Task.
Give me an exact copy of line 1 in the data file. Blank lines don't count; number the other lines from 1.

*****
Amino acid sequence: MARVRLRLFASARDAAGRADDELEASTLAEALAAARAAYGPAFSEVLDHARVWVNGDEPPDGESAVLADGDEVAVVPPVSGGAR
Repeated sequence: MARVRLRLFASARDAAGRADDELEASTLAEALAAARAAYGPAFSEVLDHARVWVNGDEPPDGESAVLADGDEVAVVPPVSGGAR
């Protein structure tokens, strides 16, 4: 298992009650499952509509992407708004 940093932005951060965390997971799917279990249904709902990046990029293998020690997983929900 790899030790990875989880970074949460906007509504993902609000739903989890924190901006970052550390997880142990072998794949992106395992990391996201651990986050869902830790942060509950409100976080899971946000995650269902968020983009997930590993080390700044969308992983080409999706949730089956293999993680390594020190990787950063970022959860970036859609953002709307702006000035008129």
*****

Amino acid sequence: MARVRLRLFASARDAAGRADDELEASTLAEALAAARAAYGPAFSEVLDHARVWVNGDEPPDGESAVLADGDEVAVVPPVSGGAR